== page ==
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Big Names Decorate Dinner's Guest List

January 20, 1989|ANN CONWAY

Guess who's coming to dinner?

Norman Lear, Judith Krantz and Sir Daniel Donahue, a frequent escort of Loretta Young, are among the glitterati who plan to attend the gala opening Feb. 4 of the Center for the Study of Decorative Arts in San Juan Capistrano.

On the menu: something continental with a Scandinavian flair, whipped up under the sophisticated eyes of chefs from Gustaf Anders, an elegant restaurant that will open in South Coast Village mid-February (owners Wilhelm Gustaf Magnuson and Ulf Anders Strandberg recently closed their fashionable La Jolla dining spot to become part of the Orange County scene).

On view: an ensemble of loaned collectibles--Krantz's pricey snuff boxes, Alice Avery O'Neill's whimsical tea caddies, some of developer Art Birtcher's rare antiques--that will be part of the center's premier exhibit, "California Style: Collectors and Collections."

The center, a dream come true of Capistrano antiques authority G.R. (Gep) Durenberger, is the first of its kind on the West Coast. And, if the prediction of Stanley Barrows, dean emeritus of the Parsons School of Design in New York, comes true, it will become the Cooper-Hewitt-- the museum for decorative arts in New York--of the West.

Krantz is among Durenberger's treasured clients, and it was at a bash in her stylish Los Angeles home last fall that Lear and his wife, Lyn, met Durenberger. Now, they --Durenberger and Krantz--met through interior designer Joan Axelrod, wife of George Axelrod, producer ("The Manchurian Candidate") and screenwriter ("Breakfast at Tiffany's").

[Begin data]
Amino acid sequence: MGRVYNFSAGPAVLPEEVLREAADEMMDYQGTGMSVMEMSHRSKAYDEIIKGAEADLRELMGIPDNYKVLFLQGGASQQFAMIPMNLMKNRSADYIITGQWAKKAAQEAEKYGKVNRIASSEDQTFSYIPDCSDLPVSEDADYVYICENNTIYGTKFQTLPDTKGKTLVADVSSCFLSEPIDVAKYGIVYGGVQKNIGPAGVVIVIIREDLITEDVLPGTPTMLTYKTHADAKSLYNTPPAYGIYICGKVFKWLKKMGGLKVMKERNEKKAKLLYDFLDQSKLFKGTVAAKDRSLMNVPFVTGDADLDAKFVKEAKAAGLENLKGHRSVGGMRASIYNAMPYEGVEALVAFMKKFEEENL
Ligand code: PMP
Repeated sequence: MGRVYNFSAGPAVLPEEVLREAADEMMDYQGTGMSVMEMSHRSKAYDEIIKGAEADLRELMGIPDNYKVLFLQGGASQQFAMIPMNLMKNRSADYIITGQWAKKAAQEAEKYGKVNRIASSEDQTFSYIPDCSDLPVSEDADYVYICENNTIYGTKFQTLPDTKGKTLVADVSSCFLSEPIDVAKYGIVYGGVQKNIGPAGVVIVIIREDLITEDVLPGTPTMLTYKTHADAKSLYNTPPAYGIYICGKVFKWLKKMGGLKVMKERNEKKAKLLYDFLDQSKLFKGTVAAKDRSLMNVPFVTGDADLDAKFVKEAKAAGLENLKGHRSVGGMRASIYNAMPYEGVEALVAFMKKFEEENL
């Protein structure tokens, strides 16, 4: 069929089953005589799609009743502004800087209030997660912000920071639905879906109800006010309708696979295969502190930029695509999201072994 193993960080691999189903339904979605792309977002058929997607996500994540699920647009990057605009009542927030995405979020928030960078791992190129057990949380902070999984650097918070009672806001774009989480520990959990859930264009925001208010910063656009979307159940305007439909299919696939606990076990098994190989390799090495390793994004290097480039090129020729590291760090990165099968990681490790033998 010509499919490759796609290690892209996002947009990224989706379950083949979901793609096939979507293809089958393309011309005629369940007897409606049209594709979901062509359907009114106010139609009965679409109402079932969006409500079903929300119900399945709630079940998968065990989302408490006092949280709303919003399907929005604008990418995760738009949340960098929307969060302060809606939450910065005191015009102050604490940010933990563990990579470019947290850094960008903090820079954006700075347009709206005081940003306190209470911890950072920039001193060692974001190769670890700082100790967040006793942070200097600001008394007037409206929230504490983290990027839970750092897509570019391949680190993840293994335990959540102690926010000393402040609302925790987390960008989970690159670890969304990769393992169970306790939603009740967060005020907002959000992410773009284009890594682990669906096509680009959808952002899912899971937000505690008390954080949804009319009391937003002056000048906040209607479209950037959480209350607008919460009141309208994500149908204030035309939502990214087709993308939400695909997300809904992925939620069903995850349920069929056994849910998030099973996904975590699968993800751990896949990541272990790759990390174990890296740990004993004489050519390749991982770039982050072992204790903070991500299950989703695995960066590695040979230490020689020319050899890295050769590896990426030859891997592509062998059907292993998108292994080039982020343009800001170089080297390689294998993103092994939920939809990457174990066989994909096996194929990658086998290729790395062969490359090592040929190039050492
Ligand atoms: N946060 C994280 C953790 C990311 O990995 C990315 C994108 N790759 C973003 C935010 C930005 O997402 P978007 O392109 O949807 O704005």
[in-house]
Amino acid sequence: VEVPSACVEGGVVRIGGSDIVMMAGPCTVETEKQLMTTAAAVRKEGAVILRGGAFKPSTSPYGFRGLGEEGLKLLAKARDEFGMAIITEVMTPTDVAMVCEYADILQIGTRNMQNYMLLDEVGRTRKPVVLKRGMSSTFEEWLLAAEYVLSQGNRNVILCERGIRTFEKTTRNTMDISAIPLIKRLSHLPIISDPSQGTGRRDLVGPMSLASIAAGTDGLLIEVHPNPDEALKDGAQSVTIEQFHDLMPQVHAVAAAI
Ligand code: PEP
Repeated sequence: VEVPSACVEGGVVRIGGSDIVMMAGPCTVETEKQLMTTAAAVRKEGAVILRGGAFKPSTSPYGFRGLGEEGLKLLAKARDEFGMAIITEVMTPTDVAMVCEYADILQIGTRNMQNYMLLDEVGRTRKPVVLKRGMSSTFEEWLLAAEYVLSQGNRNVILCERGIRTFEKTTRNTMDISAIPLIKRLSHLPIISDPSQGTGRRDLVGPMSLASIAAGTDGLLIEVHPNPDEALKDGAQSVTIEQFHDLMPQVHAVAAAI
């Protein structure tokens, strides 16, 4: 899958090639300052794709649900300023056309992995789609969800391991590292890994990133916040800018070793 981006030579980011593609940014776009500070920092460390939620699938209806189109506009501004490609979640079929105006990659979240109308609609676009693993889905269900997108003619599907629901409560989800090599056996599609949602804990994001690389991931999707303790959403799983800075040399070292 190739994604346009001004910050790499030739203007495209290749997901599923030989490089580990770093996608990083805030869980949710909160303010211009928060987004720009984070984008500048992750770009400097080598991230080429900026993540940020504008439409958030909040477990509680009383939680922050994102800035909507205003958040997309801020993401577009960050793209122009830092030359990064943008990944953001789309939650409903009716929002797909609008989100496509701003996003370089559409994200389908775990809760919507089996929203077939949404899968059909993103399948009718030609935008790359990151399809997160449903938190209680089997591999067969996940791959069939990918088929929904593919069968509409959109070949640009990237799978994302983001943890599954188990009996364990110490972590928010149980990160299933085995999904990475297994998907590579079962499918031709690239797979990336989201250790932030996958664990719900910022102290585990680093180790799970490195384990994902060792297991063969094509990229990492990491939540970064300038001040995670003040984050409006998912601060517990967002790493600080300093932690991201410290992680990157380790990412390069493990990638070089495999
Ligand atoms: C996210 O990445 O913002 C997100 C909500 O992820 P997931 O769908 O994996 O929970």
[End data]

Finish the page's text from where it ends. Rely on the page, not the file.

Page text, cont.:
Also expected to attend: revered designer John Saladino, a Notre Dame chum of Durenberger who has done interiors for such clients as Susan Harris, creator of television's "The Golden Girls."

One notable who hoped to attend but sent sad regrets: Bill Blass, the designer whose clothes are frequently worn by Barbara Bush. He's sending party favors instead, flacons of Blass fragrance.

(By the way, according to insiders, it was supposed to be a gown by Blass or Arnold Scaasi that the new First Lady would wear when she whirled about the inaugural balls. Scaasi won.)

Pearls of wisdom: Speaking of Barbara Bush's favorites, Kenneth Jay Lane's boutique of faux jewels at South Coast Plaza is being overrun by seekers of pearls, a la the kind Mrs. Bush sports on a regular basis. "Sales are up 25%," said Melissa Parker, vice president and fashion director for Lane in New York.

(You probably know this, but Lane was a favorite designer of the Duchess of Windsor. In fact, Lane was so favored that the duchess was buried in one of his unreal diamond belts.)

Lane is betting that Barbara Bush will don his pearls when she dresses for inaugural festivities. "I'm sure she'll wear them to the inauguration," he said.

Parker is quick to remind you that Nancy Reagan also loves Lane's double- and triple-strand necklaces, which sell for $135 and $155, respectively. "He created them for Bill Blass a few seasons ago," she said. "Blass wanted something smart and savvy for his daytime suits."

So what is it about pearls? Why are they the chosen necklace of classic women? "Ah, they are the perfect accessory," Parker said. "Very flattering. They give a woman a nice glow. When the light hits her face, it also bounces off the pearls and emphasizes the cheekbones. Everyone looks pretty in them."

Not to mention the fact that double and triple strands "conceal neck wrinkles," Parker piped.

As for Lane, well, look for him to visit his store in April. He loves to pop by Costa Mesa on his way to Swifty Lazar's annual Oscar party.

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